# sets the lenth of time to run the packet capture for - in seconds
capturetime=600s

# general house cleaning to remove previous captures
rm $recon*.csv &> /dev/null
rm $pcapfile*.cap &> /dev/null

# setting wlan0 into monitor mode
airmon-ng check kill
airmon-ng start wlan0

# running the wireless survey
airodump-ng -w $recon --output-format csv $wlaninterface &> /dev/null &
sleep $recontime
kill $!

# finds the open WiFi network with the most active traffic and get the
channel number
channel=$(grep -a 'OPN' $recon*.csv | sort -nrk11 | tail -1 | awk '{print $6}')

# removes the comma from the output of the previous line
ch=${channel::-1}

#finds the open WiFi network with the most active traffic and get the ESSID
network=$(grep -a 'OPN' $recon*.csv | sort -nrk11 | tail -1 | awk '{print $19}')

# removes the comma from the output of the previous line
ssid=${network::-1}

#running the packet capture
airodump-ng -c $ch --essid $ssid -w $pcapfile --output-format pcap $wlaninterface &> /dev/null &
sleep $capturetime
kill $!

The only change made is that I've moved the house clearing and survey parts so that they run before the you process the survey results. I suspect that in your earlier testing you had an old recon file present which it then used and as the script leaves the recon file on the filesystem at the end you'd only encounter the issue when you moved the script across but not the recon file.  The good news is that this bug actually highlighted a logic bug that would be very difficult to spot otherwise (the logic bug was that each time it ran it was using the recon file from the previous time you ran the script not this time, which if you've changed locations wouldn't be much use).

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Nice script, but what if the WiFi network with the most active traffic changes in the moment between getting the channel number and getting the ESSID? Would it not be possible to set the $channel and $network variables in the same line of code? Just incase :wink:

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On 1/1/2017 at 2:40 PM, Teabot 5000 said:

There's a few ways to get it running on boot. Imagine I saved the script as "coolScript.sh" in the /path_to_file/ directory.

The quick way would be to add a line like the following to the /etc/rc.local file (above the "exit 0" in the rc.local file of course):

/path_to_file/coolScript.sh || exit 1;

The better way would be to add an init script by adding a new script to the "/etc/init.d/" folder that calls the script. The commands would be like so (Note: must be run as root):

echo '#!/bin/sh' > /etc/init.d/runCoolScript
echo '/path_to_script/coolScript.sh' >> /etc/init.d/runCoolScript
chmod ugo+x /etc/init.d/runCoolScript
update-rc.d runCoolScript defaults

The top two lines could obviously be done in an editor instead or echoing them.

 

ok I seem to be having issues getting this to run at power on.... can you try to elaborate on they steps needed in a Linux for dummies version.... (the amount I have learned in the last few weeks has surprised me but there is still a long way to go )

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So you should be able to save your script as say "openWifiCap.sh" in the /opt directory ("/opt/openWifiCap.sh" is now the full path to the script) and then have it executed at boot by placing a call to the script in the "/etc/rc.local" file.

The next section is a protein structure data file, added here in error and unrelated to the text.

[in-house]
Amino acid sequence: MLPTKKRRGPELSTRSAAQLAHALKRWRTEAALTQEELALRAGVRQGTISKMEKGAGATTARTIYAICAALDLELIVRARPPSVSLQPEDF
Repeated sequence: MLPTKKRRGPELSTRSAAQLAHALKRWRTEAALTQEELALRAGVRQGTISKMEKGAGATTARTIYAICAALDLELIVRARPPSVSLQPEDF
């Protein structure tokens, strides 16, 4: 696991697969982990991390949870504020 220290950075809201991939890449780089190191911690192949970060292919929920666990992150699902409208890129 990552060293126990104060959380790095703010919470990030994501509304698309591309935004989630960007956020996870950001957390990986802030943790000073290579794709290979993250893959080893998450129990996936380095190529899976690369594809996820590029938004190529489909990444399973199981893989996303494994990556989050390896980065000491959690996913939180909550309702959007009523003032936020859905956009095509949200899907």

First off, once you've saved the script make sure to run the command "sudo chmod +xw openWifiCap.sh" to make it executable (the +x) and give it write permissions (the w).

At this stage you should be able to run "./openWifiCap.sh" and it should work as expected.

Next, add in a call to the script in the in the "/etc/rc.local" file. By default, this file should look something like this:

#!/bin/sh -e
#
# rc.local
#
# This script is executed at the end of each multiuser runlevel.
# Make sure that the script will "exit 0" on success or any other
# value on error.
#
# In order to enable or disable this script just change the execution
# bits.
#
# By default this script does nothing.


exit 0

You'll want to add the call to the script above the line with "exit 0". With it done, it would look like this:

#!/bin/sh -e
#
# rc.local
#
# This script is executed at the end of each multiuser runlevel.
# Make sure that the script will "exit 0" on success or any other
# value on error.
#
# In order to enable or disable this script just change the execution
# bits.
#
# By default this script does nothing.

sh /opt/openWifiCap.sh &

exit 0

The "sh" at the start will call the script and the "&" at the end of the line will get the script to run in the background.

If you still have issues with that method you could try the other. Take a look at the answers here for a decent run through of how to do that.

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Awesome, thanks.. that was a lot of help!

 

so here is the next funny thing.....

The script runs exactly as expected if  run it manually "sudo ./MyScirpt.sh" 

But... when running it as a start up script it does not run correctly.  Instead it shows the airodump-ng scan on the screen and does not quite after 30 seconds...

thoughts?

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Success!!  That script has changed a bit over the past few weeks... but not a lot

I appears (and I'm guessing)  that there is some background services needed that have not loaded by the time the script was called.

The fix was to set the pi to auto-login and call the script for the .bashrc file... this seems to be working well, but I have a lot of testing to do.

Thank you everyone for your help!